Coal ash -- the waste left behind after coal is burned for energy -- poses a serious threat to the health of North Carolina's waterways and communities. Health effects include increased cancer risk, learning disabilities, and birth defects.
North Carolina's Senate Bill 820 legalized the controversial practice of fracking, during which millions of gallons of water laced with toxic chemicals are pumped underground at high pressure to shatter rock and release natural gas. Fracking has tainted
Too many Americans continue to be numbed by the soothing sounds of conservative spin in the media. Let's take a look at the facts. READ MORE»
The 4th is that 'fracking' is not dangerous, but that does not mean that the TRUTH of these LIES are not important--THEY ARE VERY IMPORTANT AND NEED TO BE KNOWN.
Only an insecure and ideologically bankrupt political party has to game the rules to stay in power. READ MORE»
After all, two of the GOP's biggest fears can be summed up in the phrase--'Well Informed Voter'.
RECHARGE, OHIO WAS REALLY-->
Private sector career (2001-2009)He formerly hosted Heartland with John Kasich on the Fox News Channel and also guest hosted The O'Reilly Factor, filling in for Bill O'Reilly as needed. Kasich frequently appeared as a guest host and analyst on Hannity & Colmes and now Hannity.
Kasich served on the board of directors for several corporations, including Invacare Corporation and Chicago-based Norvax Inc. In 2001, Kasich joined Lehman Brothers' investment banking division in Columbus as a managing director. He remained at the company until its bankruptcy filing and subsequent breakup in September 2008. For his work in 2007-2008, Lehman Brothers paid Kasich $182,692 for his 2008 salary, a $432,000 performance bonus for 2007, and $2,250 in other benefits.
- Business career
Republicans tried to recruit Kasich for Governor of Ohio in 2006, but he declined to enter the race.
- Political activities
Kasich "always had an independent streak", said his friend, Curt Steiner, former chief of staff to former Ohio Governor and U.S. Senator George Voinovich. "He's a solid Republican, but he's always had his own views. [He's] a biological Democrat" [... his parents were Democrats]. "He came from an average background. He's in touch with people. He's not a Beltway thinker."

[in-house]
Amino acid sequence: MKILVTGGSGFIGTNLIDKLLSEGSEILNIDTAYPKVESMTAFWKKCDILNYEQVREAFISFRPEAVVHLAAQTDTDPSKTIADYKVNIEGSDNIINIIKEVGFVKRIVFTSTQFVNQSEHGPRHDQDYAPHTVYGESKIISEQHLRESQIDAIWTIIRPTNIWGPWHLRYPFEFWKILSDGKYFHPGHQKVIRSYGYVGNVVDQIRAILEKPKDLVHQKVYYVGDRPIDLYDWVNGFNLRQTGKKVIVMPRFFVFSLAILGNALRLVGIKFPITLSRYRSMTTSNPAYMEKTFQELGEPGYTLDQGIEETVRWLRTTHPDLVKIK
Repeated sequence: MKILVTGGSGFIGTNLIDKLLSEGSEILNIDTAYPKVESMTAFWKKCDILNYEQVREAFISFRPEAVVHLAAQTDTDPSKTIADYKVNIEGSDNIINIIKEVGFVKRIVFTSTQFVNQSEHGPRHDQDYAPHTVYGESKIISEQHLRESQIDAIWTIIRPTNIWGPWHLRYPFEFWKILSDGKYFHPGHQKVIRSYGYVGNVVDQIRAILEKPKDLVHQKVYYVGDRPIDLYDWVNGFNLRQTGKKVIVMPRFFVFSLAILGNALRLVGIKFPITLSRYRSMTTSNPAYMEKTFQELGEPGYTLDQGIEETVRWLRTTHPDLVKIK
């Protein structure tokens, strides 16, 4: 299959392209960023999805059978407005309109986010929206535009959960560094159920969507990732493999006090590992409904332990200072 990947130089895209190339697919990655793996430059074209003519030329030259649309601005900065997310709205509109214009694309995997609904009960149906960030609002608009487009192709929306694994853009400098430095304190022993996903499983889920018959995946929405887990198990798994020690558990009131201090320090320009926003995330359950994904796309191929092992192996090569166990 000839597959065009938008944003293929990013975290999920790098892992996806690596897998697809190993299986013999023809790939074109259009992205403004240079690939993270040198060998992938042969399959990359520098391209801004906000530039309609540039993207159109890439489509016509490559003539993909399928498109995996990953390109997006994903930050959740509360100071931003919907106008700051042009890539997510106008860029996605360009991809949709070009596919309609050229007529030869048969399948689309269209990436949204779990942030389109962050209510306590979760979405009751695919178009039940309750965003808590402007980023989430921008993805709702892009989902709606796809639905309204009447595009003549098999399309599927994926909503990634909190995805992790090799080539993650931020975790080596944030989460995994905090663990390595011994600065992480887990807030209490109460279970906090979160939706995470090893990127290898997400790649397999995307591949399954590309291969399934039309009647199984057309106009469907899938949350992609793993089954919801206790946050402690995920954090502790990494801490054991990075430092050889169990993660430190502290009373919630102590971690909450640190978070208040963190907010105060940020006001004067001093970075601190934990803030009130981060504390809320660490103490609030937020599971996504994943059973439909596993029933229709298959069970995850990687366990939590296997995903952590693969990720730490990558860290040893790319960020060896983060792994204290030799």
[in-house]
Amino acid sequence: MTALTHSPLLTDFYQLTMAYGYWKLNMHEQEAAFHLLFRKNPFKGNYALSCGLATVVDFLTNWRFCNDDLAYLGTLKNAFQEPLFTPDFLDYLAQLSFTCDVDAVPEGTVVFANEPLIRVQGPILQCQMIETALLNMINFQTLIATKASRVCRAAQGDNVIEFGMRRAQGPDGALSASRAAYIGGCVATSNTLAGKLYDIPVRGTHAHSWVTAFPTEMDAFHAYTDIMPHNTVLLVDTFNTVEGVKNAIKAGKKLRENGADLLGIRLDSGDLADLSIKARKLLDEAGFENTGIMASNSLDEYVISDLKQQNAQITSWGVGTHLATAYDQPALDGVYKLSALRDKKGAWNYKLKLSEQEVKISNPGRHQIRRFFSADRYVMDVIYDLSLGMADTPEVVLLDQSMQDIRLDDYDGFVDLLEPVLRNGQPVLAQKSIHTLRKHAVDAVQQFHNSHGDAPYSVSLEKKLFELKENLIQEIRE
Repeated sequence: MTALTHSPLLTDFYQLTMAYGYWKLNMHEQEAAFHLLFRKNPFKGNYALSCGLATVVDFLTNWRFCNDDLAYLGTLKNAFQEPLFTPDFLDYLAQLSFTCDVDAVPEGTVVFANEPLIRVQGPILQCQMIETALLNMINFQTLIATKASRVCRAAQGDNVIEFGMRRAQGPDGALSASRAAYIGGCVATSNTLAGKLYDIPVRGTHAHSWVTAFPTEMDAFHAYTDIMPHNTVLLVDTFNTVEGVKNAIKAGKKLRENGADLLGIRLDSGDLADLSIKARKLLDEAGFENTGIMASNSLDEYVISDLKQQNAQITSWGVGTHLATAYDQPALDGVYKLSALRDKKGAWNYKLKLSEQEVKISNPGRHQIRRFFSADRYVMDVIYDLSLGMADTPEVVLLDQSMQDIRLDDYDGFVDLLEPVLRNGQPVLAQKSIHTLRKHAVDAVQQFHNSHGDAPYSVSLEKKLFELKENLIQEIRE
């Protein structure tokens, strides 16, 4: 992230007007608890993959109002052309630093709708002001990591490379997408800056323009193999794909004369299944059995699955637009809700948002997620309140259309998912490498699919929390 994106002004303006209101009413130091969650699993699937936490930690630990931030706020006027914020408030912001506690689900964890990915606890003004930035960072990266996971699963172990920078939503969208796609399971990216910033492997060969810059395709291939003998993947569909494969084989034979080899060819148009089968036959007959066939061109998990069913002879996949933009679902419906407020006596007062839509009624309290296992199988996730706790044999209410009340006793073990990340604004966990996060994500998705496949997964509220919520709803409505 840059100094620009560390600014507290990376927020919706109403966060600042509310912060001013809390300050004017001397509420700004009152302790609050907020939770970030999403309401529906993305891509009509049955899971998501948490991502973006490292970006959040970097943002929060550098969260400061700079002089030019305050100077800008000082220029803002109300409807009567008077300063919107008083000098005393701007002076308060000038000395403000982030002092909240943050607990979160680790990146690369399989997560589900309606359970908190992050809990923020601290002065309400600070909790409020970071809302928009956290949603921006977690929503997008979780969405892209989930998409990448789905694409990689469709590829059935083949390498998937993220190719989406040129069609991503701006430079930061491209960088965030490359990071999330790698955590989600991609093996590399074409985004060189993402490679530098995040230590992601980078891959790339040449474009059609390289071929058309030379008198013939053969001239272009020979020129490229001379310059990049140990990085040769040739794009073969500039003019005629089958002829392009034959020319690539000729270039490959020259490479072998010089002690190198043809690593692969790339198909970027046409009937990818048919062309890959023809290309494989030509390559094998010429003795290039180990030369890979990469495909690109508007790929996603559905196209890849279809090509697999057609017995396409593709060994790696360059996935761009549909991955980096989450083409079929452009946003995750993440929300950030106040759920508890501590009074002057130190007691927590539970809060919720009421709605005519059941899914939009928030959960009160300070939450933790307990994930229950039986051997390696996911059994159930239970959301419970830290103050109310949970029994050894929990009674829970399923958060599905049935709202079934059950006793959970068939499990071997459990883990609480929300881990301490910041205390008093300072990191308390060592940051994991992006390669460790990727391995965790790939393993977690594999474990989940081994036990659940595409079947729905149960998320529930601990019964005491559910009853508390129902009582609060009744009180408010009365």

In early 2007, Kasich was reportedly considering making a serious run for Governor of Ohio in 2010, seeking the Republican nomination to unseat incumbent Ted Strickland. In March 2008, Kasich said that Ohio's state income tax should be "phased out." 
In 2008, Kasich was named the Honorary Chairman of Recharge Ohio, an organization with the stated purpose of electing leaders who would "get our state back on track." Kasich said that he hoped that through Recharge Ohio, he could "provide the framework necessary to allow Ohio to become a leader in economic and educational success."
Saturday, January 31, 2009
Kasich, House Republicans Want to "Recharge Ohio" by Cutting Taxes on Rich People
Here is an interesting quote from a Cleveland Plain Dealer article:Proposals to offer cuts to the state's estate tax as well as capital gains tax are being hashed out behind the scenes by Republican state lawmakers, House Minority Leader Bill Batchelder, a Medina Republican, acknowledged this week.Ohio is now in a situation where there is a huge shortfall in the state's revenues at a time when ordinary Ohioans are needing more and more government assistance. A large reason for the state's budgetary problems was the reckless tax cuts that the Republicans passed in 2005. Those tax cuts were targeted toward the rich. Now, with Ohio facing a multi-billion dollar shortfall, Republicans want even more tax cuts for the wealthy.The Republican rationale for the tax cuts is that supposedly rich people are fleeing the state. Well here are some questions for the House Republicans:1. How many rich people are fleeing the state because of the state's estate and capital gains taxes as opposed to fleeing the state for other reasons?2. How many of those that are "fleeing the state" will stay if these tax cuts are passed"3. What is the effect on the state's revenues if this proposal passes?4. How will the Republicans make up any revenue loss?How much do you want to bet that the House Republicans won't be able to provide answers to those questions?